Paul van Gerven
18 October

ASML’s growth streak falters, though the company anticipates a hectic upswing in 2025.

ASML’s seemingly unstoppable growth is – temporarily – grinding to a halt. While the chip equipment maker still expects to grow 30 percent this year, it doesn’t think it can do better than matching 2023’s revenue next year. “We expect 2024 to be a transition year. But we also look at 2024 as an important year to prepare for the significant growth that we expect for 2025,” comments CEO Peter Wennink.

The semiconductor industry has been in a slump for more than a year. Inflation and macroeconomic uncertainty have been holding back recovery, although customers are telling Wennink that the industry is now closing in on an inflection point. However, as uncertainty about the shape and slope of demand recovery prevails, chipmakers continue pushing out equipment purchases. Geopolitical tensions – the US announced new export restrictions a day before ASML published its Q3 results – are contributing to the market’s skepticism as well.

Until recently, ASML has kept a relatively upbeat attitude about the downcycle, pointing to a record order book that keeps the company firing on all cylinders while working on significant capacity expansions. As the malaise drags on, perhaps longer than expected, it’s clear that the firm isn’t immune to the slowdown after all.

ASML posted third-quarter sales of 6.7 billion euros, some 200 million euros less than the previous quarter. Compared to last year, order flow has been significantly down all year. Q3 marks a preliminary low point, with bookings coming in at 2.6 billion euros, compared to a record of almost 9 billion euros one year ago. The order book is still well-filled at just under 40 billion euros.


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Very, very strong

“All in all, on the macro front, it’s quite dynamic and quite challenging,” CFO Roger Dassen says in a video interview published alongside the Q3 results. Zooming in on the semiconductor industry, inventory positions are a mixed bag. Downstream, at end customers, “we do believe that the inventory situation is starting to become more normalized. Upstream, the inventory situation still needs to further normalize.”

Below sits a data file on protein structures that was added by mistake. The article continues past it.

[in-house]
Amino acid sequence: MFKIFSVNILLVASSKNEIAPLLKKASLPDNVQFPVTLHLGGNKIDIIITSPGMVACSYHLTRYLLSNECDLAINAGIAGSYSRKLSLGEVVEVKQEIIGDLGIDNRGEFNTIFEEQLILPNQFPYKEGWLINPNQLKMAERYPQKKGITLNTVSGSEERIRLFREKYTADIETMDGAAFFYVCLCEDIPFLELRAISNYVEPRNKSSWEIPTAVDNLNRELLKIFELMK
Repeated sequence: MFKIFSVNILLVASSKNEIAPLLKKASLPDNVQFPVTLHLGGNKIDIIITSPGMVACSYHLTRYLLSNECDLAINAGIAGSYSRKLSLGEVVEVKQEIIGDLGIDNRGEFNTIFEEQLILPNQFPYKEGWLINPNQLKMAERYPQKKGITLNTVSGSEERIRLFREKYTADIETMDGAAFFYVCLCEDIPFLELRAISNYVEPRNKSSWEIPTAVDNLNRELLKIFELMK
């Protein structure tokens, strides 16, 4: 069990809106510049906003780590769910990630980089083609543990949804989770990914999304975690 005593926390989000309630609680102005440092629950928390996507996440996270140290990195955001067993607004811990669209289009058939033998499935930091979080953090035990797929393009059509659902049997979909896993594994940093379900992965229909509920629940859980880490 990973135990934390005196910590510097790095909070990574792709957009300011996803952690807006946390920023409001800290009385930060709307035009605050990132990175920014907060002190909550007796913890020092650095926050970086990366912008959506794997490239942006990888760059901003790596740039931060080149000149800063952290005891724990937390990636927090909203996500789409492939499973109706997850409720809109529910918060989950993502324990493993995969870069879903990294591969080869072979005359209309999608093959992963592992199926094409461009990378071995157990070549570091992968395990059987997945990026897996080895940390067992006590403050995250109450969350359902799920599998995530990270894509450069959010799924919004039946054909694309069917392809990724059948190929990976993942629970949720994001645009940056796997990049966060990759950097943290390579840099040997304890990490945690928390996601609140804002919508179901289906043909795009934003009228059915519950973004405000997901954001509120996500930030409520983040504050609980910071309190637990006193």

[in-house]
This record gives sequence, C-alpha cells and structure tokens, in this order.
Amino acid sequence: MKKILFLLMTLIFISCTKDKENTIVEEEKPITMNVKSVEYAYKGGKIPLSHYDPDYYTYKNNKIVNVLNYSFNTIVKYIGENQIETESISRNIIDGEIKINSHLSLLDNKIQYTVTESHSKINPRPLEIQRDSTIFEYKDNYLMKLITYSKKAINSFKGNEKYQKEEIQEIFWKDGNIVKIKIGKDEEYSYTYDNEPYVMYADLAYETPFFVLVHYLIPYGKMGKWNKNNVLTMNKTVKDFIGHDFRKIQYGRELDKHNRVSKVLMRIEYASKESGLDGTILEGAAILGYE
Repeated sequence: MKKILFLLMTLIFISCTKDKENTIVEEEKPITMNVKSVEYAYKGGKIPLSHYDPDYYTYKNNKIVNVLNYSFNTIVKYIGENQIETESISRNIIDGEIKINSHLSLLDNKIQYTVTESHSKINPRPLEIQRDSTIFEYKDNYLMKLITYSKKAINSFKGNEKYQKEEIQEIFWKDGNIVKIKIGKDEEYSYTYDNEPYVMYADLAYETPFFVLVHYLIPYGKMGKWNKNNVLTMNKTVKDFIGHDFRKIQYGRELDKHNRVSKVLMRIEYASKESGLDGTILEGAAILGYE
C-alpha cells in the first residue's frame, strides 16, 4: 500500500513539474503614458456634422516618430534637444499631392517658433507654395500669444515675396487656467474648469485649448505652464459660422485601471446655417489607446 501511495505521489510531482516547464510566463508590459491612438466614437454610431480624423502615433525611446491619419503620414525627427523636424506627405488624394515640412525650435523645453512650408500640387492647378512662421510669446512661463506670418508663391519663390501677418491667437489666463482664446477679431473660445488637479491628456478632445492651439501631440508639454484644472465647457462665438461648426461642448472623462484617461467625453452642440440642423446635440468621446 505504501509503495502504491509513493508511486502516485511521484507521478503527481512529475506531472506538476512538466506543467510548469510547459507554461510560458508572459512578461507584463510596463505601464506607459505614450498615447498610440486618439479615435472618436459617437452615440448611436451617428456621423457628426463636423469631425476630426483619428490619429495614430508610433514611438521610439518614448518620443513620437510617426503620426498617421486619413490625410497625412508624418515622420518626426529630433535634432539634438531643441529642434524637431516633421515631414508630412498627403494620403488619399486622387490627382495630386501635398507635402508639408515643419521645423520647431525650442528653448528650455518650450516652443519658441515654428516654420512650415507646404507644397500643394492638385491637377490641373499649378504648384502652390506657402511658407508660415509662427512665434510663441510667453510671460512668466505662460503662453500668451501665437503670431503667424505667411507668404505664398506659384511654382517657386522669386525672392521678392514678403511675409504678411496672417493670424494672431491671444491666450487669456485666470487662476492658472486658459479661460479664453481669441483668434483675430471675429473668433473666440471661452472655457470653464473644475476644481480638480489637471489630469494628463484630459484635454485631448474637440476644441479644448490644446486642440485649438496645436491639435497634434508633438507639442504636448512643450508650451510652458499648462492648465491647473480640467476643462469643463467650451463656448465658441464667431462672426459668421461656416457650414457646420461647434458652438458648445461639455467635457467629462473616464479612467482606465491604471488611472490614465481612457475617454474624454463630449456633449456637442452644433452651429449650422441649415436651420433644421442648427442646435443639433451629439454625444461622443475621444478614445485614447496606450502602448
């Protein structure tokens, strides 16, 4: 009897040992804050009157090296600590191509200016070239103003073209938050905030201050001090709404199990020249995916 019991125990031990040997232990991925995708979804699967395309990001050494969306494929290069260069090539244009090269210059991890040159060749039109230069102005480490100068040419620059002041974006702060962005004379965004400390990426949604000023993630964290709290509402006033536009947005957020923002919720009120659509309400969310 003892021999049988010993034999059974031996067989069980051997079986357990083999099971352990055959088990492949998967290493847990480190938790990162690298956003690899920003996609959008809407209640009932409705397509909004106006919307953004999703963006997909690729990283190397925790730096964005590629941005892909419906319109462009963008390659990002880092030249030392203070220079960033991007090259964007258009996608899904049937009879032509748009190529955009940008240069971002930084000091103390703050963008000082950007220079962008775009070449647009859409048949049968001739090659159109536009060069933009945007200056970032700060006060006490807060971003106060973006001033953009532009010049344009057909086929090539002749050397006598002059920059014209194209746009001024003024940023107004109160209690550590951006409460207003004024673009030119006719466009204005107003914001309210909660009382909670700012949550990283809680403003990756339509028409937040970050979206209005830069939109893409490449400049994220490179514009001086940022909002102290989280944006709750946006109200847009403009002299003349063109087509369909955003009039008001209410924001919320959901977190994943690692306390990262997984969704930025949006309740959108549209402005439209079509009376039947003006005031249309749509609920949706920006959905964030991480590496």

“I think as far as utilization of our tools is concerned, the progress that we started to see also in the previous quarter on the utilization of logic, we do see that progress is there. So we do see that on logic, utilization is starting to improve. I would say in memory, quite frankly, I think we still need to see our customers turn the corner on the utilization front.”

Meanwhile, chipmakers continue preparing to ramp up production. “We see quite a few fabs that are in the process of being built and we do expect quite some fab openings in the 2024 and 2025 timeframe. Obviously, that will require quite some tools.” With “very, very strong” secular growth drivers still securely in place, ASML expects to find itself in the midst of an uptick in the semiconductor cycle somewhere in the 2025 timeframe. The company is therefore not slowing down capacity expansion operations, a spokesperson confirms to Bits&Chips. “It will be challenging to manage that growth, so we need to prepare.”


China is ahead in the cycle, with ASML’s shipments to the Middle Kingdom making up 46 percent of total shipments in Q3. A lot of these orders for mid-critical and mature nodes stem from 2022 and before, Dassen notes. As customers from other regions ask for their shipments to be delayed, Chinese chipmakers are picking up the slack.

Yesterday, US authorities announced an update on export restrictions rules, including additional curbs for equipment makers. ASML says it’s still studying the new rules but expects them to impact “the regional split of systems sales” rather than overall systems sales in the medium to long term. “We don’t expect these measures to have a material impact on our financial outlook for 2023 and for our longer-term scenarios for 2025 and 2030.”

Main picture credit: ASML